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Ambulance Operations

terminology and definitions for ambulance operations

Legal term, which appears in most states' driving laws, referring to the responsibility of the emergency vehicle operator to drive safely and keep the safety of all others in mind at all times. due regard
Emergency Medical Dispatcher EMD
Call in which the driver of the emergency vehicle responds with lights and siren because he is of the understanding that loss of life or limb is possible. true emergency
Large, flat area without aerial obstruction in which a helicopter can land to pick up a person. landing zone- LZ
Special thermometer that is designed to go down to 82 degrees F hypothermia thermometer
Traction splint for the immobilization of a painful, swollen, deformed thigh. Sager
Automated external defibrillator AED
Cervical immobilization device CID
Automatic transport ventilator ATV
Mechanical compressor for performing CPR that is especially helpful to services with transport time to the hospital greater than 15 minutes. Thumper
Federal agency that develops specifications for ambulance vehicle designs. US Department of Transportation
The purpose of carrying an EPA registered intermediate level disinfectant on the ambulance is to destroy mycobacterium tuberculosis
These pieces of equipment should be in the portable first in kit that is taken directly to the patient's side: suction unit, rigid cervical collar, blood pressure cuff
Pieces of equipment used to obtain vital signs: adult or pediatric stethoscope, sphygmomanometer kit, pen light
Device used to carry patients over long distances or in a high angle rescue. Stokes basket
Used to transport patients in a sitting, supine, or Trendelenberg position wheeled ambulance stretcher
Used to move patients down stairs in a sitting position. folding stair chair
Used to pick up patients found in tight spaces. scoop stretcher
Used to carry patient who must lie supine downstairs a cot is too heavy or wide. Reeves stretcher
Components of a fized oxygen delivery system: 3,000 liter reservoir, two stage regulator, reducing valves and yoke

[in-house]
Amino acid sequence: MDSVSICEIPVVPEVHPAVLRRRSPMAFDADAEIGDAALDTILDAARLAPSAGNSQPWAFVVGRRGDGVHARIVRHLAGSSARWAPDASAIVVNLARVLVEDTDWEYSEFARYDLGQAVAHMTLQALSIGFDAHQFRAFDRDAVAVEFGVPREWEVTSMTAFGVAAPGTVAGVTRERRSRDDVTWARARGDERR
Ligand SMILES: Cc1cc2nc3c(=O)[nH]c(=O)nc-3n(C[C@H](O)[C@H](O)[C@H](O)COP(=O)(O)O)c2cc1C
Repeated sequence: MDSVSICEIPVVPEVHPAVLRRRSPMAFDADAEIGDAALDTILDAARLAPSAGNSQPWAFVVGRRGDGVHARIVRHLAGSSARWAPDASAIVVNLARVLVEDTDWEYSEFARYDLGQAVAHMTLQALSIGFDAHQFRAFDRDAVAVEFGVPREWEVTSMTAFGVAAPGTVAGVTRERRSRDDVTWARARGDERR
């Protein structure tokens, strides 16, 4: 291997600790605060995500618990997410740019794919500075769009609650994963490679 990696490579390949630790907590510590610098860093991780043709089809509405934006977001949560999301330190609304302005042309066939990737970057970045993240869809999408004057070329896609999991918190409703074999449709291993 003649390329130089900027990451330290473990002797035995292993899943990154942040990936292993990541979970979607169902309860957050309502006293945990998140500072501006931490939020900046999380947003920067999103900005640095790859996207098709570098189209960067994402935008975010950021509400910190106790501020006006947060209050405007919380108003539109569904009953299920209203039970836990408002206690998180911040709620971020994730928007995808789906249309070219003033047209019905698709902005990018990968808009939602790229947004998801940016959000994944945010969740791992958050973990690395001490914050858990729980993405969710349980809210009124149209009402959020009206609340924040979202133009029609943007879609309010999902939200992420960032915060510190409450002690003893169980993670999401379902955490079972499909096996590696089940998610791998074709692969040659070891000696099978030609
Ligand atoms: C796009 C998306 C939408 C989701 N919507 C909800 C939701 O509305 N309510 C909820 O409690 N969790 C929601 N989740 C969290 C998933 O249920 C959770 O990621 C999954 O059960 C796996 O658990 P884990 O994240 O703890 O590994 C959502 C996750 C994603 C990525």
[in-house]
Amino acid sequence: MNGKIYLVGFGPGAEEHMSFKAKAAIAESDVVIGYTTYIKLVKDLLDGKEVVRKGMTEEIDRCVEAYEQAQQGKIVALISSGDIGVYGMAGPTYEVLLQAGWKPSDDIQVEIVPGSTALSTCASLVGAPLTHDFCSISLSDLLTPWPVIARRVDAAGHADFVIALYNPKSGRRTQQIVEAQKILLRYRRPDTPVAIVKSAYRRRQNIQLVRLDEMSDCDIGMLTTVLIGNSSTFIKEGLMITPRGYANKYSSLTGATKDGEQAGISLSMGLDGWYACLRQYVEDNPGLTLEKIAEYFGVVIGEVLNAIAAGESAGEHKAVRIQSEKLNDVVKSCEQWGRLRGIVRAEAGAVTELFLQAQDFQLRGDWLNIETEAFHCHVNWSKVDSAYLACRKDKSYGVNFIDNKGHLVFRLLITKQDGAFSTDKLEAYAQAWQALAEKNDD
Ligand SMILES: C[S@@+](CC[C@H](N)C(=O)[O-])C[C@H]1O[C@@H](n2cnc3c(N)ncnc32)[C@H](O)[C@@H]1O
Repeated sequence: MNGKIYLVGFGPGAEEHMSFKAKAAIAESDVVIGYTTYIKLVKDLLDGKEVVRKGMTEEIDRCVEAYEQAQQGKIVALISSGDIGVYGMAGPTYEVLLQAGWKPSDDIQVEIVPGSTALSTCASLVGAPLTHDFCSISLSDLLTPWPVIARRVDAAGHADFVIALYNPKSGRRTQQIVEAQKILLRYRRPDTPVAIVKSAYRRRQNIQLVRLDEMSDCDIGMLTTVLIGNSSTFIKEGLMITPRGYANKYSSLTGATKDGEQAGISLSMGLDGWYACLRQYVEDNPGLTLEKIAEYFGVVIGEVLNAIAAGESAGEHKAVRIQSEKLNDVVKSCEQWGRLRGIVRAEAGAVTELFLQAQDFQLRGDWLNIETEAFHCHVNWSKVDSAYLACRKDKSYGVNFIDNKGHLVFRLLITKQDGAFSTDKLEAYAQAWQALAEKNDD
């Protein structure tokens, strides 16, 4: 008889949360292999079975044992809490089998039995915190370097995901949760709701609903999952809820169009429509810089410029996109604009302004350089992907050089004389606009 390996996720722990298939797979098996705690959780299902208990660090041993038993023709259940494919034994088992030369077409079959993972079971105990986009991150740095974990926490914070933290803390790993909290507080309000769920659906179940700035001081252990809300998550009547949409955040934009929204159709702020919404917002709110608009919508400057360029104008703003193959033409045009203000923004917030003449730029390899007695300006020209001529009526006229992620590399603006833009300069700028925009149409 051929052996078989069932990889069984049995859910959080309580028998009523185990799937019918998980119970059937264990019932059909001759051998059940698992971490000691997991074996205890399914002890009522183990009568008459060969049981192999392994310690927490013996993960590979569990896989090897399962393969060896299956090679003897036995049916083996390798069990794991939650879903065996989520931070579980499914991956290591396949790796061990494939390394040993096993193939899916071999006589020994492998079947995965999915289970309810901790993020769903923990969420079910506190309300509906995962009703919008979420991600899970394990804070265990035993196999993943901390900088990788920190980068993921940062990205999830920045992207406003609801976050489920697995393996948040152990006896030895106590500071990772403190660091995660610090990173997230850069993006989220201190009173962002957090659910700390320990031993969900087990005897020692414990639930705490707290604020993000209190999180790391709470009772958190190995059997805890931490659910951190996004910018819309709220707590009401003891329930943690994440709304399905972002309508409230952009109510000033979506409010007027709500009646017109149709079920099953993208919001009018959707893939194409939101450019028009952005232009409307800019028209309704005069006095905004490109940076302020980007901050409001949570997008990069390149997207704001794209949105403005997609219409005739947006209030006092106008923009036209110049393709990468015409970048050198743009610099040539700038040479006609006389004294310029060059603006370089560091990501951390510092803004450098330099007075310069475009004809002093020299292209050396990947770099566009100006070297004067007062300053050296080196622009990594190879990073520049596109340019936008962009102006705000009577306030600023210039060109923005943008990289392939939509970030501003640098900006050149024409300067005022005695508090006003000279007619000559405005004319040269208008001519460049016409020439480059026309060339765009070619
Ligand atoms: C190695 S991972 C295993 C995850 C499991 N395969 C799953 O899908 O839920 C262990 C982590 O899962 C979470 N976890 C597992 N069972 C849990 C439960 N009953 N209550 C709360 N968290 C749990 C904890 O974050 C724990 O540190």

The fixed suction unit in the ambulance should reach a vacuum of at least ____ mmHg within __ seconds. 300 mmHg/4 seconds
Equipment that is carried on ambulances for defibrillation or assisting with cardiopulmonary resuscitation. short or long spine board, automated external defibrillator, kit with oral and nasal airways
Equipment carried on an ambulance for immobilization. Hare traction splint, triangular bandages, padded aluminum splints
Chemical cold packs are primarily used for: musculoskeletal injuries
Sterile supplies for wound care include: sterile burn sheets, 5"x9" combine dressings, self-adhering roller bandages
Sterilized aluminum foil can be used to: maintain body heat
Supplies for childbirth include: a rubber bulb syringe, sanitary napkins, sterile surgical gloves
The equipment checklist should be completed: every shift
This component of the ambulance is checked with the engine off. battery
Responsibilities of the Emergency Medical Dispatcher include: dispatching and coordinating EMS services, interrogating the caller, prioritizing the call, coordinating with other public safety agencies
Routine questions an EMD asks: What is the exact location of the patient? What's the problem? How old is the patient?
Questions an EMD asks when speaking with a caller at the scene of a traffic collision: Is traffic moving, How many lanes of traffic are open? Are any vehicles on fire?
To be a safe ambulance operator, the EMT-B should: be tolerant of others, wear glasses/contacts if prescribed, have a positive attitude about driving ability
One traffic rule that an ambulance driver is not allowed to break. passing a school bus with its red lights blinking
Guidelines for use of the ambulance siren: use it sparingly, never assume all motorists hear your signal, be prepared for erratic movements from motorists
The decision to use lights and sirens is based on: the person's medical condition
Factors that can affect ambulance response: time of day, weather, road maintenance, construction
How should you locate the parked ambulance from wreckage if there is a vehicle fire? in front of
Sequence of operations to ready a patient for transfer: packaging
An unconscious person who has no potential spine injury should be in this position: recovery position
If a patient develops cardiac arrest en route to the hospital, the EMTB's first action should be to: tell the operator to stop the ambulance
When you approach the helicopter, first wait for the pilot or medic to wave you in. Approach the craft from this direction: front or side
7 questions an EMD should ask a caller who is reporting a medical emergency: Exact location of the patient? Call back number? Problem? Patient's age? Patient's sex? Is patient conscious? Is patient breathing?
7 factors that can affect ambulance response: day of week, time of day, weather, road maintenance/construction, railroads, bridges/tunnels, schools/buses
4 ways an EMTB on the scene should describe the landing zone to air rescue service: terrain, major landmarks, estimate distance to nearest town, other pertinent (important) information
Created by: UBEMT



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